The weird side effect of COVID-19 that we are seeing all the time now

The first patient of the day walks in. They have chipped and worn teeth at the front.

As Chris is chatting to them, he notices that not only do they have chipped teeth but also have an angular jaw. He then asks the patient, do you have a missing tooth at the back, jaw or neck pain or gnawed cheeks.

Yeah, how did you know that?!

Feeling the muscles in the upper back he manages to diagnose the issue without a look in the mouth.  After a thorough look in their mouth we can see that his suspicions are correct.

Stress is on the increase

Lives have changed in recent months – stress levels have increased, new work boundaries.  Now dentists are starting to see a spike in cracked or damaged teeth likely the cause of an increase in jaw clenching and grinding due to stress during the ongoing pandemic. When you clench and grind your teeth, you put stress on them and that can lead to damage.

The Diagnosis

Chris looks at any missing or rotated teeth in the back of your mouth. He also takes time to check your jaw joint, jaw muscles and biting height. So many people have worn teeth which causes stresses on the jaw joint and chipping and wear in the front teeth. His main goal is to diagnose the causes of the chipping, then through different techniques can help restore the correct bite position. This can sometimes be as easy as making a small night time guard to wear. Every week, we are seeing a number of people with these issues and through simple assessment and listening to you and taking time to look at the problems have helped many people sort it out. Indeed it is very common for people to mention that their jaw feels more normal and comfortable, with most saying that ear, neck or jaw symptoms have eased within a matter of days.

Why are we seeing more grinding?

  • One cause is the shift to remote working —which has caused us to find comfort in an unusual workstation.

We are suddenly working from home, often wherever you can cobble together a makeshift workstation: on the sofa, perched on a barstool, tucked into a corner of the kitchen counter. The awkward body positions that ensue can cause us to hunch our shoulders forward, the spine into something resembling a C-shape.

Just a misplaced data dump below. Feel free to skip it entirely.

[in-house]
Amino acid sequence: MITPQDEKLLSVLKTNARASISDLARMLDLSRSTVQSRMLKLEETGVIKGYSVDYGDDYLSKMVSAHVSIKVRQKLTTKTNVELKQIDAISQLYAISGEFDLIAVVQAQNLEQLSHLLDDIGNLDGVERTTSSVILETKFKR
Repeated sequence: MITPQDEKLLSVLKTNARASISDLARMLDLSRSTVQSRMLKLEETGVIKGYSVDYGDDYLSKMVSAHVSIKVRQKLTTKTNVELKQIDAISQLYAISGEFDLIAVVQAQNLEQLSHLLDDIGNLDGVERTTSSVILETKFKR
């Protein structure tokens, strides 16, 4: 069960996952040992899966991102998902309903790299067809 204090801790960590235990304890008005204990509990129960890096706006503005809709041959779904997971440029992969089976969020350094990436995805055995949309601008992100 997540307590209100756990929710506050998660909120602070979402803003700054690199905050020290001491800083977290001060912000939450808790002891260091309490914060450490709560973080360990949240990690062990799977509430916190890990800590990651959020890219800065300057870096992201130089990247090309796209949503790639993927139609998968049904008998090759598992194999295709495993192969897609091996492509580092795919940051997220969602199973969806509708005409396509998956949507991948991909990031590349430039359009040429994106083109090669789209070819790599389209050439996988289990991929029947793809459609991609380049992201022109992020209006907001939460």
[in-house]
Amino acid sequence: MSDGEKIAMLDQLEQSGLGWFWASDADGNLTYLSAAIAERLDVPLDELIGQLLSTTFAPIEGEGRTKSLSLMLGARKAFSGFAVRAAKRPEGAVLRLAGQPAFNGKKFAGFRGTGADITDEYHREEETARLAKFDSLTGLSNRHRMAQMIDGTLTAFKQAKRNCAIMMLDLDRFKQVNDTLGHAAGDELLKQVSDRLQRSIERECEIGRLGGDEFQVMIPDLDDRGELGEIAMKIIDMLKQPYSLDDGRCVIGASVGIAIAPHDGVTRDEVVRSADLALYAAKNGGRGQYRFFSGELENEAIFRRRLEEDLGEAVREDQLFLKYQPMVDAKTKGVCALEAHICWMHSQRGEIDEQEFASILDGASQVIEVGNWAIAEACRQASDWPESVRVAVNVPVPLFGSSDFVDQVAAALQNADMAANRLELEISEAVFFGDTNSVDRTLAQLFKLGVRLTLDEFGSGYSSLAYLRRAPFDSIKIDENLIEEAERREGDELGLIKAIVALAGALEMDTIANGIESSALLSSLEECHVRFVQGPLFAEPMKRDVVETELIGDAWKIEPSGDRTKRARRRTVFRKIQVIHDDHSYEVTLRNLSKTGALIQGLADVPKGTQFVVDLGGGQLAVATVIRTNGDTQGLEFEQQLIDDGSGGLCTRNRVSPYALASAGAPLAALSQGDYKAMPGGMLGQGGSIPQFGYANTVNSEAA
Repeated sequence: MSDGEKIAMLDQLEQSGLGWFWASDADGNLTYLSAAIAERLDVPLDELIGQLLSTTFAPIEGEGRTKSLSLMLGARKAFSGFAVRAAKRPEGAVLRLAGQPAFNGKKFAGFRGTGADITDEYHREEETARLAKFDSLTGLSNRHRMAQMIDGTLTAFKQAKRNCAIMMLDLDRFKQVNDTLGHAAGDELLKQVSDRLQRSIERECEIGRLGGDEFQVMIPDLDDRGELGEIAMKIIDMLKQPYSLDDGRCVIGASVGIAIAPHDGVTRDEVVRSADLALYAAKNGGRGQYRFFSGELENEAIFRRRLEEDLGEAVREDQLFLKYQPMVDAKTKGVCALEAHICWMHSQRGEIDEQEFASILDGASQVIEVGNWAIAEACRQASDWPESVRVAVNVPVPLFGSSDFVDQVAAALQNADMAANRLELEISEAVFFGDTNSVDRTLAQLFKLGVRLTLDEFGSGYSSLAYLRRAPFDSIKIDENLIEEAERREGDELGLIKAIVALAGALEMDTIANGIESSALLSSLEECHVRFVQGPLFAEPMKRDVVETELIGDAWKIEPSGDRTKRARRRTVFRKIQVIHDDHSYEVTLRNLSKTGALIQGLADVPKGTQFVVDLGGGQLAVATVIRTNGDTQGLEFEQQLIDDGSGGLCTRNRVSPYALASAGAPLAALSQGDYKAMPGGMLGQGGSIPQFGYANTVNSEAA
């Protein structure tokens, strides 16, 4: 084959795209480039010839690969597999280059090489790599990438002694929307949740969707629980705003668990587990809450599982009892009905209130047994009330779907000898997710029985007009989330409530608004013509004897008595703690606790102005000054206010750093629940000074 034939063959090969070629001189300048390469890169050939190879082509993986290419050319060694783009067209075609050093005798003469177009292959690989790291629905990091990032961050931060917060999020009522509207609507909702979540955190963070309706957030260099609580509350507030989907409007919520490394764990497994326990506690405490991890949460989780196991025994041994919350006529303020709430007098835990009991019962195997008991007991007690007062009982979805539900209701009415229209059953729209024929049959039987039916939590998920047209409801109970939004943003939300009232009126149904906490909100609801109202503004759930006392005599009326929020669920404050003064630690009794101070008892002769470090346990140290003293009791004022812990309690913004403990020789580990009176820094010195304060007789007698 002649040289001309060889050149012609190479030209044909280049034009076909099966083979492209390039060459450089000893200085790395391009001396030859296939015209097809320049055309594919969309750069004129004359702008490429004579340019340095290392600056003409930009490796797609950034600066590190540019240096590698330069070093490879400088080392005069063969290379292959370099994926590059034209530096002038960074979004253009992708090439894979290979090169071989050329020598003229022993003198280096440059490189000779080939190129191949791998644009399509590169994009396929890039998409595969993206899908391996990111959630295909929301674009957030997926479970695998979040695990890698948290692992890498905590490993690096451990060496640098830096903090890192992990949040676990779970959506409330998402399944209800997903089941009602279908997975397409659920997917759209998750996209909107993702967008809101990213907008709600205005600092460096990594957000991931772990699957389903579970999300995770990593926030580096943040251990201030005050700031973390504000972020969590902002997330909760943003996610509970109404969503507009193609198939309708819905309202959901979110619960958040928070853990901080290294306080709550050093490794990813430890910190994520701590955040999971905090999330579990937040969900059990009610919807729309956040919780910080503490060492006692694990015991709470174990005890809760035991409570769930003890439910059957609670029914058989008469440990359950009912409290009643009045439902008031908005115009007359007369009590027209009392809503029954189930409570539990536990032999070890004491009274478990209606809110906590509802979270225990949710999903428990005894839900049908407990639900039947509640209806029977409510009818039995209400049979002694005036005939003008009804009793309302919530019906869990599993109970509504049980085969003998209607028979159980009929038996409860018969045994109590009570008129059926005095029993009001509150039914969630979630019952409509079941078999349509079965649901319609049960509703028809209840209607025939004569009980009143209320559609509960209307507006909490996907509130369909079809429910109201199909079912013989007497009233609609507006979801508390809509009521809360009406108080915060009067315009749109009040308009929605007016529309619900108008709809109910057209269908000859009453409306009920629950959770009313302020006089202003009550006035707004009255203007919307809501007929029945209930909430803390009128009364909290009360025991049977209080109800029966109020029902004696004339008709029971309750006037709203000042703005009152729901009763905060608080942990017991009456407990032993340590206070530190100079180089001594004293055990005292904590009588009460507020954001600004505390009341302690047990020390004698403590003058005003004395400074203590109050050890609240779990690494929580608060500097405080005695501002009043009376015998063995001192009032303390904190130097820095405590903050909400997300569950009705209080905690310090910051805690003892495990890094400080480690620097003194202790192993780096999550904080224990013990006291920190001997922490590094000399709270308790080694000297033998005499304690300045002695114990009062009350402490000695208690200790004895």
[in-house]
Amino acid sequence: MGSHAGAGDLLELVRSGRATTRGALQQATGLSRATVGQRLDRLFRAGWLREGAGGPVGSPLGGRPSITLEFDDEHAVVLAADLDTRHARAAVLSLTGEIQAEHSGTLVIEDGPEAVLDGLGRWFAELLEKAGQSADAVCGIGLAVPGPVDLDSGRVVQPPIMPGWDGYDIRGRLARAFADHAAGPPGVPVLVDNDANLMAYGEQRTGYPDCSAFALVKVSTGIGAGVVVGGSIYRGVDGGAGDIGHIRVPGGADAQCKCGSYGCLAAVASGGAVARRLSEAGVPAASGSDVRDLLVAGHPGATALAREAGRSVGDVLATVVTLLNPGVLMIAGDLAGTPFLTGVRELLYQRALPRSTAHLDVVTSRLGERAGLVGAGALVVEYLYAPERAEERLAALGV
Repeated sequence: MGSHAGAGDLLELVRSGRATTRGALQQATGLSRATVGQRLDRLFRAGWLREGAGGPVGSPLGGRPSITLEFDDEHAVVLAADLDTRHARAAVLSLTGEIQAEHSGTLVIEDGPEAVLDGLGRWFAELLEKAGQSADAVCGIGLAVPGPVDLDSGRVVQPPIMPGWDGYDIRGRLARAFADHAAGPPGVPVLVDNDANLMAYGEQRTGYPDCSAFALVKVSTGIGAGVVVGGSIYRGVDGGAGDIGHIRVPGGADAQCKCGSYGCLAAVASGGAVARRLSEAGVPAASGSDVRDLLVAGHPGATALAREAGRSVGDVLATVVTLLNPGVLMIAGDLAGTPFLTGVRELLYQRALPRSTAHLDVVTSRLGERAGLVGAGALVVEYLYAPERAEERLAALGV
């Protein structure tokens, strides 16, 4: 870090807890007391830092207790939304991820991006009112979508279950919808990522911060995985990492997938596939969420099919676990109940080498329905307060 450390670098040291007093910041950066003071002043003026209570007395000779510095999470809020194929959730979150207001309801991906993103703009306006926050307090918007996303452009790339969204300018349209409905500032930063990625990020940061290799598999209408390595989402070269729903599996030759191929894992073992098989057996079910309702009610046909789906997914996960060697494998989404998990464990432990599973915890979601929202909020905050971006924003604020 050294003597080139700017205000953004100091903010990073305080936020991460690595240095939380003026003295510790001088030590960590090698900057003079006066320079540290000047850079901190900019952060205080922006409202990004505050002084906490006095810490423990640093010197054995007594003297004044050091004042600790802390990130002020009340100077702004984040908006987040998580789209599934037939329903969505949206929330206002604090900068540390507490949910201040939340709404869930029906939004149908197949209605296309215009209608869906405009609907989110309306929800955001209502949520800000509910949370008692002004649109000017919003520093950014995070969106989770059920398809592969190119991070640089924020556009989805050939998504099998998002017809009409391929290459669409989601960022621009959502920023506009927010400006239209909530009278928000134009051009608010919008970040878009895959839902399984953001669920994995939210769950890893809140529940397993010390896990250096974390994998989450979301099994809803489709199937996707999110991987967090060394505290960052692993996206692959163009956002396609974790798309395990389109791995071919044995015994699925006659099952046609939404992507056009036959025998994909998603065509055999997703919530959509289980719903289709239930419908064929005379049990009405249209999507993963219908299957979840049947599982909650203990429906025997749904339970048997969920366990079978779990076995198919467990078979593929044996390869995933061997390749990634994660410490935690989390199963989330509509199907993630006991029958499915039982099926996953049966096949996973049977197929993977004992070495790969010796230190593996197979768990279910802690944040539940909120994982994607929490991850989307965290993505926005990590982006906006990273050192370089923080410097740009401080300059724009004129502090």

The nerves in your neck and shoulder muscles lead into the temporomandibular joint, or TMJ, which connects the jawbone to the skull. Poor posture during the day can translate into a grinding problem at night.

  • The second cause is likely to be sleep issues.

We aren’t getting enough restorative sleep and that’s what we need in order to relieve tension that isn’t leaving in the right places.

Restlessness and insomnia are hallmarks of an overactive or dominant sympathetic nervous system, which drives the body’s “fight or flight” response. Think of a gladiator preparing for battle: balling his fists, clenching his jaw. Because of the stress of coronavirus, the body stays in a battle-ready state of arousal, instead of resting and recharging. All that tension goes straight to the teeth.

The solutions

  1. Being aware that your teeth are touching is a start to remedy the issue, while being mindful that you might be grinding can help you catch it before it becomes a bigger problem. Devices such as a night guard or retainer can promote better practices and prevent grinding.
  2. Figure out a better at-home setup with your computer screen at eye level can help fix your posture
  3. Self-care and relaxation exercises. Meditation and warm baths before bed, to avoiding the news and relaxing with a book instead. A good night’s sleep is really important as is making the time to exercise.
  4. Cold and warm compresses can help soothe the jaw, as can massaging the muscle and taking ibuprofen.
  5. For extreme cases, there are more extreme solutions including a steroid injection inside the jaw joint or a shot of Botox to relax the jaw muscles, which can become so big that they change the shape of a patient’s face. But injecting a neurotoxin is not the go-to answer.

If you’re noticing grinding (bruxism) as a problem, consider discussing it with Chris at Dental Logic before it cause further issues.